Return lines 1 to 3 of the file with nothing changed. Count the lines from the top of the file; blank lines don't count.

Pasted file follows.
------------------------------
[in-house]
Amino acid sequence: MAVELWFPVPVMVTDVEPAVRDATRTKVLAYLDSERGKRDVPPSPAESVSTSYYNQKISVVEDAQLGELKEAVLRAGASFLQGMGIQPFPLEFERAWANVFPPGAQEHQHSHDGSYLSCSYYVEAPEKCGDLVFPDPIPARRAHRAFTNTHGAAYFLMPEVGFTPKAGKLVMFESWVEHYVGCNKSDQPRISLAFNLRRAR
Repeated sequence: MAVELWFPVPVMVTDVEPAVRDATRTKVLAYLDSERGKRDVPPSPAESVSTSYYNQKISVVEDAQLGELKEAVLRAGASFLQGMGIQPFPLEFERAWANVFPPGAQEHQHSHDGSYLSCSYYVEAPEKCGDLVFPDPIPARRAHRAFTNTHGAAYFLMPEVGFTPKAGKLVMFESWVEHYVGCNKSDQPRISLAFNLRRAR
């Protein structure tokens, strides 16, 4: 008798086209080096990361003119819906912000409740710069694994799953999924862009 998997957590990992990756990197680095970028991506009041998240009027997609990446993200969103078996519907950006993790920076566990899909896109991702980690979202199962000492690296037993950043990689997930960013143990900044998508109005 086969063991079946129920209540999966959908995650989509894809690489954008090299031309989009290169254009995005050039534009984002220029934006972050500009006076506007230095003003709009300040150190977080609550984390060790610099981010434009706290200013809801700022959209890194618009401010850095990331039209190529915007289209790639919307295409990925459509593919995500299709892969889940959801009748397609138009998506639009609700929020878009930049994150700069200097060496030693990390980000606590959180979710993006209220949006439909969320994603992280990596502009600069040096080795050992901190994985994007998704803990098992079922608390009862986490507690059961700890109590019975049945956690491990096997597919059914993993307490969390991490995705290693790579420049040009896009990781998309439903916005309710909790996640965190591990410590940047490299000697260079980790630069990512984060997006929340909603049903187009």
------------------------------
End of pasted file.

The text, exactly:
[in-house]
Amino acid sequence: MAVELWFPVPVMVTDVEPAVRDATRTKVLAYLDSERGKRDVPPSPAESVSTSYYNQKISVVEDAQLGELKEAVLRAGASFLQGMGIQPFPLEFERAWANVFPPGAQEHQHSHDGSYLSCSYYVEAPEKCGDLVFPDPIPARRAHRAFTNTHGAAYFLMPEVGFTPKAGKLVMFESWVEHYVGCNKSDQPRISLAFNLRRAR
Repeated sequence: MAVELWFPVPVMVTDVEPAVRDATRTKVLAYLDSERGKRDVPPSPAESVSTSYYNQKISVVEDAQLGELKEAVLRAGASFLQGMGIQPFPLEFERAWANVFPPGAQEHQHSHDGSYLSCSYYVEAPEKCGDLVFPDPIPARRAHRAFTNTHGAAYFLMPEVGFTPKAGKLVMFESWVEHYVGCNKSDQPRISLAFNLRRAR